Cognitive Therapy Quizlet
Cognitive therapy is a psychotherapeutic technique that teaches clients practical skills to alter their thinking and behavior. Its primary focus lies on altering beliefs, but it also addresses emotions and physical reactions.
Therapist and client collaborate to identify the causes of distressing symptoms, understand the connection between thoughts and feelings, and devise methods to alter thinking patterns. Treatment is typically brief, active, problem-focused, and goal oriented.
Psychological strategies to reduce stress include positive affirmations, relaxation techniques and self-soothing activities. These aid clients in managing negative feelings, relieving anxiety and increasing confidence levels.
This cognitive therapy approach is founded on the idea that difficult emotions and behaviors are caused by one’s thoughts. The primary goal is to alter irrational thinking and beliefs, while teaching coping skills and strategies for avoiding relapses.
REBT consists of three components: role playing, cognitive restructuring and emotional inoculation training (MET). Role playing helps clients recognize and confront their irrational thinking by reliving situations where they have experienced maladaptive thoughts and feelings.
Cognitive restructuring is a technique to replace maladaptive core beliefs, the least accessible level of cognition, with more adaptive ones. These attitudes often develop early in life through personal experience and identification with important people.
These beliefs often have deep-seated personal implications, so people need to revisit their past and process their emotions before they can truly understand them. Therapy helps clients discover these meanings through introspection and dialogue with a therapist.
The therapist encourages the client to re-experience an event in a more realistic and accurate way, using both antecedent and reaction events as motivation for change. For instance, if they have been struggling with chronic low self-esteem, the therapist could ask them to keep track of all times they think or believe they are useless to others. Once these thoughts have been challenged by evidence contrary to them, further therapy may ensue.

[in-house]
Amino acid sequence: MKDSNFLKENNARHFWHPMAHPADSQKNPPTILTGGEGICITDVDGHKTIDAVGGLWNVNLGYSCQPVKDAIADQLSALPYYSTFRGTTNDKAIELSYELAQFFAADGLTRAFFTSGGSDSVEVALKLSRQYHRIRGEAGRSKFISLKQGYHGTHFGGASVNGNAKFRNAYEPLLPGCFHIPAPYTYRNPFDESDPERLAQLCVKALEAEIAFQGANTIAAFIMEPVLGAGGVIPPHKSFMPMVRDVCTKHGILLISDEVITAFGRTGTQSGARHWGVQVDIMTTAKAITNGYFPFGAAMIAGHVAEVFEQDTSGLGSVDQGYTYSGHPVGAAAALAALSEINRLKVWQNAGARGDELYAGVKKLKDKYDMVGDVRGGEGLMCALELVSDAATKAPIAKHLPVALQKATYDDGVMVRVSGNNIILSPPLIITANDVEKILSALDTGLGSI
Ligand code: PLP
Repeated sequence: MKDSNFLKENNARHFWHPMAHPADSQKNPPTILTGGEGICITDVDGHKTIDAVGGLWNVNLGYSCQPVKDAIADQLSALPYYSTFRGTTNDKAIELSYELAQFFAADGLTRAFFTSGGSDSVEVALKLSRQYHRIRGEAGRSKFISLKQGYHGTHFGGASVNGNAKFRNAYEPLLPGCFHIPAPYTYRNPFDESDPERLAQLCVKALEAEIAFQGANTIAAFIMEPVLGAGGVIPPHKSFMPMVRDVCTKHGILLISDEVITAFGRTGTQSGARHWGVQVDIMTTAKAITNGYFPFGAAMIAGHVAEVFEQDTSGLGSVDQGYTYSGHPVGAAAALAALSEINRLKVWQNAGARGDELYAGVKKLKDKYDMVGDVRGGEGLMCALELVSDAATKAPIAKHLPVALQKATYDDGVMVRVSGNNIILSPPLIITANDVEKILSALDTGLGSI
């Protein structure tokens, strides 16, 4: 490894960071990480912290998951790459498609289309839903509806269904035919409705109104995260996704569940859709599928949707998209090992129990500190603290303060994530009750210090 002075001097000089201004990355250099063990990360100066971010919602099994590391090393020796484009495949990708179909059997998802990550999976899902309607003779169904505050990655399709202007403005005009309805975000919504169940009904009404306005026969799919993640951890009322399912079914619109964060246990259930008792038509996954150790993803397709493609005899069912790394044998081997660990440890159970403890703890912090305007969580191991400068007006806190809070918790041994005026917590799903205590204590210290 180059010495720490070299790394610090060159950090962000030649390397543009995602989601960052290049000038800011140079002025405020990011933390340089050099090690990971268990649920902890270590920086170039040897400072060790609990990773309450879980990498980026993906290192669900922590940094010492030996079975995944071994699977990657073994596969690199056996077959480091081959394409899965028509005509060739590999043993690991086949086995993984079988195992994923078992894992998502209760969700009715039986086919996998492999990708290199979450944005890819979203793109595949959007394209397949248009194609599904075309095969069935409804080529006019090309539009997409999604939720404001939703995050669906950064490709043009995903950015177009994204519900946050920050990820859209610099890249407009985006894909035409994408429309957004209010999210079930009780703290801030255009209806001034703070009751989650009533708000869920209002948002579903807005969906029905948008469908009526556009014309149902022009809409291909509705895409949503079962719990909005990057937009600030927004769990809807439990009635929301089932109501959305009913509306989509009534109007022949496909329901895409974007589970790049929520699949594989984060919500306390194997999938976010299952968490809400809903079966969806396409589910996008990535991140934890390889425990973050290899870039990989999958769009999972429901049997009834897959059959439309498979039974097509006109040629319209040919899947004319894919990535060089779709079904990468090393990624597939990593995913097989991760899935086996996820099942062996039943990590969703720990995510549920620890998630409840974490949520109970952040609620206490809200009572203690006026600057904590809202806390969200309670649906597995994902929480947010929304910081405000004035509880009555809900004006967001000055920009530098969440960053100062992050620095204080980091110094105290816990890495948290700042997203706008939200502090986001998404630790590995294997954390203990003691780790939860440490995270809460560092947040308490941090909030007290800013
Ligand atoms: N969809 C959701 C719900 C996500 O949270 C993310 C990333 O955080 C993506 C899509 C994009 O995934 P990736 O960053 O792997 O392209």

Cognitive therapy also utilizes decatastrophizing, which involves helping the client envision the worst possible scenario that could occur to them. This helps them realize that even if this scenario unfolds, there will always be hope for a more positive outcome.
Therapists can teach their clients to utilize these strategies independently in future scenarios. For instance, if a welder is scheduled for an interview for a promotion, the therapist might suggest that they write down any negative automatic thoughts that may arise before the meeting.
During this process, therapists might also employ emotion-based strategies like de-escalation or positive reassurance. This type of coping strategy can be especially helpful to welders who have been struggling with low self-esteem issues.